From my grandmother, one of those educational thingummies with letters and numbers that you can press to hear an electronic voice speaking the letter or number in question aloud. While this is normally the kind of present designed for parents rather than children, for Jamie it was the perfect present. He’s been fascinated with numbers for a while now, and, more recently, this particular interest has expanded to include letters – and, of course, buttons have long since been high on the list of his absolute favourite things. A toy which has buttons shaped like letters and numbers and, just to round it off, flashing lights as well, might have been designed for him. He played happily with it for hours.
From Barry’s parents, a magnetic easel/mini-blackboard for his letters and numbers – also a big favourite with him. Also a doll designed for practicing buttons, zips, laces and the like, which rather mystified him – he pulled the clothes part way off, discovered he couldn’t get them off completely, and abandoned it as a bad job. I have a feeling there was something else, but, if so, it’s escaping me.
From Barry’s brother, a little wooden fire engine, as well as a cheque for his savings account,
From Barry, a Tinky Winky that waves its legs in the air (looking worryingly like a stranded beetle) and laughs when you press its hand. Well, it’s theoretically laughing. In actual practice, it sounds more as though it’s uttering strangled choking sobs. It’s among the more disturbing toys I’ve ever seen. I’m not sure whether or not to be worried about the fact that Jamie loves it.
I got him bits and bobs – a book with pictures of farm animals, a packet of magnetic numbers (which turned out to be a bit of a waste, as there were plenty with the easel), a box of picture dominoes, and an inflatable globe. I chose the last because he’s fascinated by both maps and balls, so combining the two seemed like a good bet to me, and it certainly was – he was absolutely intrigued, especially when he saw Barry blowing it up. He kept pointing excitedly and signing "Ball!" The main fun he’s had from the dominoes is from tipping them out over the floor, but he does like the book, which I’m relieved by because after buying it I realised that it was actually below the level he’s at now – he’s moved on from the sorts of books that just have labelled pictures, and these days he ‘reads’ the sort that actually have some kind of simple storyline to them, even if it is just finding things behind lift-up flaps. But he didn’t seem to mind – he’s insisted on reading the book with me over and over since he got it. He picked it out as his bedtime book tonight.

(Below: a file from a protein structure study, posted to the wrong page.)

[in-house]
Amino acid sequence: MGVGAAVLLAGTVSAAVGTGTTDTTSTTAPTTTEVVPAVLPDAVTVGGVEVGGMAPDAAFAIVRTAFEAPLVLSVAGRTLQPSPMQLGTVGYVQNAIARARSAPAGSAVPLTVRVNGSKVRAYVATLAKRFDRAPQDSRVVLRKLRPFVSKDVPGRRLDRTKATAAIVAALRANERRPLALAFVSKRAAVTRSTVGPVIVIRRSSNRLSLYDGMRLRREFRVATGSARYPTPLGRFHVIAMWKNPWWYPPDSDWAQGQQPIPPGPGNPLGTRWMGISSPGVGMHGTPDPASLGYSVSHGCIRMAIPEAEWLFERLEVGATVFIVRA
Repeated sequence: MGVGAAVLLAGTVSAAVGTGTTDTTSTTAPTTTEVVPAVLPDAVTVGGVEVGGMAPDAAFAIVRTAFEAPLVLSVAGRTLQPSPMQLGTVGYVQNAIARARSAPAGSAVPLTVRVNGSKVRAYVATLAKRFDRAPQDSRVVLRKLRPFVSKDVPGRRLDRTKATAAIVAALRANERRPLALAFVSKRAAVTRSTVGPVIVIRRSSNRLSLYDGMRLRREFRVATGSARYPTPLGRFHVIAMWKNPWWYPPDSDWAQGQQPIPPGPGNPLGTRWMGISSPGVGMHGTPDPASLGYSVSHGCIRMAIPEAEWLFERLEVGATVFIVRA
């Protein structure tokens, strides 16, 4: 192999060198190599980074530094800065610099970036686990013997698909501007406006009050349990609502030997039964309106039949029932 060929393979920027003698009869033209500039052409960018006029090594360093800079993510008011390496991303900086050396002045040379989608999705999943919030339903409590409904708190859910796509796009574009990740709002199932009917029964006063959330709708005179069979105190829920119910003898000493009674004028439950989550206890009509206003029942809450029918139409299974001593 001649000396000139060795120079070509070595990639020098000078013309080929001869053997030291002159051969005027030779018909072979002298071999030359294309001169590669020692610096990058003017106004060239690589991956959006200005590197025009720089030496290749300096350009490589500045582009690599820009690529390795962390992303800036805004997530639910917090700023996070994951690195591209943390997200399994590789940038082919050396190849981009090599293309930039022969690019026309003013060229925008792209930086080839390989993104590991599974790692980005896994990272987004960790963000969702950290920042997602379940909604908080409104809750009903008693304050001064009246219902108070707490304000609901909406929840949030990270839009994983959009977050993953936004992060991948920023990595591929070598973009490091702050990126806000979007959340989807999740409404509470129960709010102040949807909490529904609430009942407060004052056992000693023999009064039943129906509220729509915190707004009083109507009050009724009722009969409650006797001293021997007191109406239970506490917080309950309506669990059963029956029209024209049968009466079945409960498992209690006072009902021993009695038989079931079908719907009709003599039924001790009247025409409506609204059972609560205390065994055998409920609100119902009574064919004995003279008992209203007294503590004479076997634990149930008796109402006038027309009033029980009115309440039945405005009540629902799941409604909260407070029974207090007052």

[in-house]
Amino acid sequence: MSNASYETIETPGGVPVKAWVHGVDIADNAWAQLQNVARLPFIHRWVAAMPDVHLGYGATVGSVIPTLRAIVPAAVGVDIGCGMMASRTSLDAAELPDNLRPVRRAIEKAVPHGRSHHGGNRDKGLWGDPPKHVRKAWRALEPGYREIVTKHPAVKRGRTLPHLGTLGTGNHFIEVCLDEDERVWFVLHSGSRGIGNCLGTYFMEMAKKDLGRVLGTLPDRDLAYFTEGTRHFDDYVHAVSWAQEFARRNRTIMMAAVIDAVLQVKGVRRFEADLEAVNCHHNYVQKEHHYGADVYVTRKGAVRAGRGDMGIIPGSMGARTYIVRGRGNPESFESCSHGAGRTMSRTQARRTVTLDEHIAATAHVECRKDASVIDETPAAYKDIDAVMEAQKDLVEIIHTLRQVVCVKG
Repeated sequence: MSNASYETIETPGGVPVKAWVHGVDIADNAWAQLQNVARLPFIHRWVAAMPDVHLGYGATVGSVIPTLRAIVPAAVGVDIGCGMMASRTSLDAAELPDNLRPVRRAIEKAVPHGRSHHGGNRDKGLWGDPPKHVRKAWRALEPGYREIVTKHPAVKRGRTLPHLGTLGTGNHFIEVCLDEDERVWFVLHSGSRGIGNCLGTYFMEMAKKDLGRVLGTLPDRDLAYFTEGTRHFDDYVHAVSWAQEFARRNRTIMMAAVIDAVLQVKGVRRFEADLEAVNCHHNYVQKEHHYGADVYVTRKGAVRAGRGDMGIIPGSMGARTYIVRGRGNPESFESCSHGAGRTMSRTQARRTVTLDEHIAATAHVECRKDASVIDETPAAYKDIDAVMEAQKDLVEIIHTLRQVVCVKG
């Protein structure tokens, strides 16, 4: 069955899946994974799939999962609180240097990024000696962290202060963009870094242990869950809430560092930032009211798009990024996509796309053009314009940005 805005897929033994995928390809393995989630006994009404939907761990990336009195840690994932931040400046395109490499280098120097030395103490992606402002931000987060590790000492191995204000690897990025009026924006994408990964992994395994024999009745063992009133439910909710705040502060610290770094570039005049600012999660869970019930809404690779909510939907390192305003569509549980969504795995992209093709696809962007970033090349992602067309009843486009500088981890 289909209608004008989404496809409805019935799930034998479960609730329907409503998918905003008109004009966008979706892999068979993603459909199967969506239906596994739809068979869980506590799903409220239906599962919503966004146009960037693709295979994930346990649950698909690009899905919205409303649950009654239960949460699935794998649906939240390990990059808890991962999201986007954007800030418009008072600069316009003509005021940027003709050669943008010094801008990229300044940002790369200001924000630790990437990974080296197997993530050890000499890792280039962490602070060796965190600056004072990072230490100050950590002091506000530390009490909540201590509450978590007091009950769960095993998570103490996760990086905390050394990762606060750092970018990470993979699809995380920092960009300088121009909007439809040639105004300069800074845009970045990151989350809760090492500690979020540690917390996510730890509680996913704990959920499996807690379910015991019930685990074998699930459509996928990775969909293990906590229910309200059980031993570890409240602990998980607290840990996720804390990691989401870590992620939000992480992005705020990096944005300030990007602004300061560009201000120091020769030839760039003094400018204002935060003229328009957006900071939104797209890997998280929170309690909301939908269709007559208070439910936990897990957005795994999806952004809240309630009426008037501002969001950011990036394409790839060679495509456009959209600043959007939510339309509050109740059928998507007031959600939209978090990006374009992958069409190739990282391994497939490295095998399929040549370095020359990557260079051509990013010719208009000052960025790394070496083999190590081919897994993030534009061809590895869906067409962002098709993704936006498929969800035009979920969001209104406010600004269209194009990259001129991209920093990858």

I got lots of books – the Octavia Butler and Diana Wynne Jones books I wanted, and also, in a lovely burst of childhood nostalgia, the ‘Nurse Matilda’ books, reissued as a single volume under the title of ‘Nanny McPhee’ in honour of the film. (Does anyone know why the name was changed, by the way?) And a new pair of slippers (big fluffy ones shaped like teddy bears – or maybe small dogs, it’s not quite clear which) from my brother-in-law, which I was very pleased with, as my old ones were practically falling to bits and I hadn’t relished the thought of a shopping trip to try to find another pair I liked. So I’ve done very well, as well.
The trip back on Tuesday afternoon didn’t go quite as easily as the trip up – Jamie was fine for most of it, but he did get pretty whingey before we stopped for lunch – and when I restarted work on Wednesday, the combination of the backlog of patients that had built up over the four-day weekend and the fact that I was on call meant that it was one of the busiest days I’d ever had in general practice (how in holy hell did Dr Crippen manage to have a ‘reasonably quiet’ day? How??) and I eventually managed to leave shortly after eight o’clock in the evening after my final visit. But I was so relaxed after that lovely break that I didn’t even care. Well, not too much, anyway.